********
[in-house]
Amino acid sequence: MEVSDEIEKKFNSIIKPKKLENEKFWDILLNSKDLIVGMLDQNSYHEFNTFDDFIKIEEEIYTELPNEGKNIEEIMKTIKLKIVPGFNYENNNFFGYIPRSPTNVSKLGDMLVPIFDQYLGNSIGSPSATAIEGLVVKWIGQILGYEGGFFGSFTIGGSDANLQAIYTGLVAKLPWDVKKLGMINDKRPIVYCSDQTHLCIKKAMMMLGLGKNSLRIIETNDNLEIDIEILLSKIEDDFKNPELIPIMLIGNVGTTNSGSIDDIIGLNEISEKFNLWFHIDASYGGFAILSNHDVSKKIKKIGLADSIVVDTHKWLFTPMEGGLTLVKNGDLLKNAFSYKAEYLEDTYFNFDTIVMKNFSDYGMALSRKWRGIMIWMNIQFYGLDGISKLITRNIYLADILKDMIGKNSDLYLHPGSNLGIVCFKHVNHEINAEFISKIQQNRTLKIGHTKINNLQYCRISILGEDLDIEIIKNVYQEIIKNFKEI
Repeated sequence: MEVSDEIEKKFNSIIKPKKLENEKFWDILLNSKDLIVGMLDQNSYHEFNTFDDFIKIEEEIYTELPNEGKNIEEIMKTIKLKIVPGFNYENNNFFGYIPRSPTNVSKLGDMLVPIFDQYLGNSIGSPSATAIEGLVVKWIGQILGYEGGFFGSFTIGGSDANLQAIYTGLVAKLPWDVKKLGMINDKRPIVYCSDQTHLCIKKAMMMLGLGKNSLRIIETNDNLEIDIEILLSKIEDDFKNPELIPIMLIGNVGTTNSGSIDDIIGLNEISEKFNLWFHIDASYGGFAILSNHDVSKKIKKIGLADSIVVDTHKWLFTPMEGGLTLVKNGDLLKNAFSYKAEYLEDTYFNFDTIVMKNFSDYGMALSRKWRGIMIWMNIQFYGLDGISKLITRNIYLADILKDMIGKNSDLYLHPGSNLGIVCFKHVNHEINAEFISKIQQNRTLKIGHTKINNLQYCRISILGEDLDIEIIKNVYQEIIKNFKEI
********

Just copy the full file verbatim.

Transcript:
[in-house]
Amino acid sequence: MEVSDEIEKKFNSIIKPKKLENEKFWDILLNSKDLIVGMLDQNSYHEFNTFDDFIKIEEEIYTELPNEGKNIEEIMKTIKLKIVPGFNYENNNFFGYIPRSPTNVSKLGDMLVPIFDQYLGNSIGSPSATAIEGLVVKWIGQILGYEGGFFGSFTIGGSDANLQAIYTGLVAKLPWDVKKLGMINDKRPIVYCSDQTHLCIKKAMMMLGLGKNSLRIIETNDNLEIDIEILLSKIEDDFKNPELIPIMLIGNVGTTNSGSIDDIIGLNEISEKFNLWFHIDASYGGFAILSNHDVSKKIKKIGLADSIVVDTHKWLFTPMEGGLTLVKNGDLLKNAFSYKAEYLEDTYFNFDTIVMKNFSDYGMALSRKWRGIMIWMNIQFYGLDGISKLITRNIYLADILKDMIGKNSDLYLHPGSNLGIVCFKHVNHEINAEFISKIQQNRTLKIGHTKINNLQYCRISILGEDLDIEIIKNVYQEIIKNFKEI
Repeated sequence: MEVSDEIEKKFNSIIKPKKLENEKFWDILLNSKDLIVGMLDQNSYHEFNTFDDFIKIEEEIYTELPNEGKNIEEIMKTIKLKIVPGFNYENNNFFGYIPRSPTNVSKLGDMLVPIFDQYLGNSIGSPSATAIEGLVVKWIGQILGYEGGFFGSFTIGGSDANLQAIYTGLVAKLPWDVKKLGMINDKRPIVYCSDQTHLCIKKAMMMLGLGKNSLRIIETNDNLEIDIEILLSKIEDDFKNPELIPIMLIGNVGTTNSGSIDDIIGLNEISEKFNLWFHIDASYGGFAILSNHDVSKKIKKIGLADSIVVDTHKWLFTPMEGGLTLVKNGDLLKNAFSYKAEYLEDTYFNFDTIVMKNFSDYGMALSRKWRGIMIWMNIQFYGLDGISKLITRNIYLADILKDMIGKNSDLYLHPGSNLGIVCFKHVNHEINAEFISKIQQNRTLKIGHTKINNLQYCRISILGEDLDIEIIKNVYQEIIKNFKEI